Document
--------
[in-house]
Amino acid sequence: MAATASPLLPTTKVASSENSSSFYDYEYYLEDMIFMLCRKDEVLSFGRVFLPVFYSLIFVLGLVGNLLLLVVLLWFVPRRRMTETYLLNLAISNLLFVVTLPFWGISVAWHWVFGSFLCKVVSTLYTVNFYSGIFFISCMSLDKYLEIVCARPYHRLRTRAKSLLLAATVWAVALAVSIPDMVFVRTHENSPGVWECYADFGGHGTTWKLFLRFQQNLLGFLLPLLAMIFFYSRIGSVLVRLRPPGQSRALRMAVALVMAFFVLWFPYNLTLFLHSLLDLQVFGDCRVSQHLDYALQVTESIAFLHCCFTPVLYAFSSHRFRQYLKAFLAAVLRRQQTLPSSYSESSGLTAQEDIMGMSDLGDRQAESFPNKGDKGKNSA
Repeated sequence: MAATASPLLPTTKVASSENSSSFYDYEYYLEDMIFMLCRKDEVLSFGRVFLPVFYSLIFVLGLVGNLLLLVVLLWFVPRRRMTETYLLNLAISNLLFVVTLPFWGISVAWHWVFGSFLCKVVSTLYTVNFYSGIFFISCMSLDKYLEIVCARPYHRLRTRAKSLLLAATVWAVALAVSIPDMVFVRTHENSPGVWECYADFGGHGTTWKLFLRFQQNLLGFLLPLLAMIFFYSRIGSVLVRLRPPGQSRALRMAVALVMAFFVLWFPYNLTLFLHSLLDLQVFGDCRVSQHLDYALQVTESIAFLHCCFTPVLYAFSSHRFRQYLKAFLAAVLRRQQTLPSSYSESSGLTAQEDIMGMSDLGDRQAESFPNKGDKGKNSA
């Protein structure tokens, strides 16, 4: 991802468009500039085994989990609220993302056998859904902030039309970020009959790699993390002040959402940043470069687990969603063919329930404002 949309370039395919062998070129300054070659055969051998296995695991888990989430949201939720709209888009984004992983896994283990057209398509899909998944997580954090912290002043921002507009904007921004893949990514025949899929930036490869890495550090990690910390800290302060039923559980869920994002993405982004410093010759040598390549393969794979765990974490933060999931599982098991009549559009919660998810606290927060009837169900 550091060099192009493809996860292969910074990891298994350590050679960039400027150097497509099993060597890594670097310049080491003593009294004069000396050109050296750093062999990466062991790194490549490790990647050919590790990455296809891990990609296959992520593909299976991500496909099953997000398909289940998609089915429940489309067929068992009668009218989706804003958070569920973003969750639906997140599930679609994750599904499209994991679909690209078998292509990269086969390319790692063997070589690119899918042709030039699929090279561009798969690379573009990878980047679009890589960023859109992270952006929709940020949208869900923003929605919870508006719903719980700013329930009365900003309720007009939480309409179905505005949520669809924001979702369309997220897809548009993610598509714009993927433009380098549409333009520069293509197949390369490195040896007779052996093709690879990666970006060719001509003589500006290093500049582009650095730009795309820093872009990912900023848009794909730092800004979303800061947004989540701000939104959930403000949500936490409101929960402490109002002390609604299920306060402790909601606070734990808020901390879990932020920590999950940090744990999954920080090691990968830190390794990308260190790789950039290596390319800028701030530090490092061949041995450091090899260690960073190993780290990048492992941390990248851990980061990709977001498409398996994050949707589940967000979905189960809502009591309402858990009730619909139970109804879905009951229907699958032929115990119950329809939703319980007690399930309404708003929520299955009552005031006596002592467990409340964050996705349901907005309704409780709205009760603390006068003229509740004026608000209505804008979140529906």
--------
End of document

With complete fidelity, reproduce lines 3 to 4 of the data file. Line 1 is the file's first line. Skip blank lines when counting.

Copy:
Repeated sequence: MAATASPLLPTTKVASSENSSSFYDYEYYLEDMIFMLCRKDEVLSFGRVFLPVFYSLIFVLGLVGNLLLLVVLLWFVPRRRMTETYLLNLAISNLLFVVTLPFWGISVAWHWVFGSFLCKVVSTLYTVNFYSGIFFISCMSLDKYLEIVCARPYHRLRTRAKSLLLAATVWAVALAVSIPDMVFVRTHENSPGVWECYADFGGHGTTWKLFLRFQQNLLGFLLPLLAMIFFYSRIGSVLVRLRPPGQSRALRMAVALVMAFFVLWFPYNLTLFLHSLLDLQVFGDCRVSQHLDYALQVTESIAFLHCCFTPVLYAFSSHRFRQYLKAFLAAVLRRQQTLPSSYSESSGLTAQEDIMGMSDLGDRQAESFPNKGDKGKNSA
């Protein structure tokens, strides 16, 4: 991802468009500039085994989990609220993302056998859904902030039309970020009959790699993390002040959402940043470069687990969603063919329930404002 949309370039395919062998070129300054070659055969051998296995695991888990989430949201939720709209888009984004992983896994283990057209398509899909998944997580954090912290002043921002507009904007921004893949990514025949899929930036490869890495550090990690910390800290302060039923559980869920994002993405982004410093010759040598390549393969794979765990974490933060999931599982098991009549559009919660998810606290927060009837169900 550091060099192009493809996860292969910074990891298994350590050679960039400027150097497509099993060597890594670097310049080491003593009294004069000396050109050296750093062999990466062991790194490549490790990647050919590790990455296809891990990609296959992520593909299976991500496909099953997000398909289940998609089915429940489309067929068992009668009218989706804003958070569920973003969750639906997140599930679609994750599904499209994991679909690209078998292509990269086969390319790692063997070589690119899918042709030039699929090279561009798969690379573009990878980047679009890589960023859109992270952006929709940020949208869900923003929605919870508006719903719980700013329930009365900003309720007009939480309409179905505005949520669809924001979702369309997220897809548009993610598509714009993927433009380098549409333009520069293509197949390369490195040896007779052996093709690879990666970006060719001509003589500006290093500049582009650095730009795309820093872009990912900023848009794909730092800004979303800061947004989540701000939104959930403000949500936490409101929960402490109002002390609604299920306060402790909601606070734990808020901390879990932020920590999950940090744990999954920080090691990968830190390794990308260190790789950039290596390319800028701030530090490092061949041995450091090899260690960073190993780290990048492992941390990248851990980061990709977001498409398996994050949707589940967000979905189960809502009591309402858990009730619909139970109804879905009951229907699958032929115990119950329809939703319980007690399930309404708003929520299955009552005031006596002592467990409340964050996705349901907005309704409780709205009760603390006068003229509740004026608000209505804008979140529906």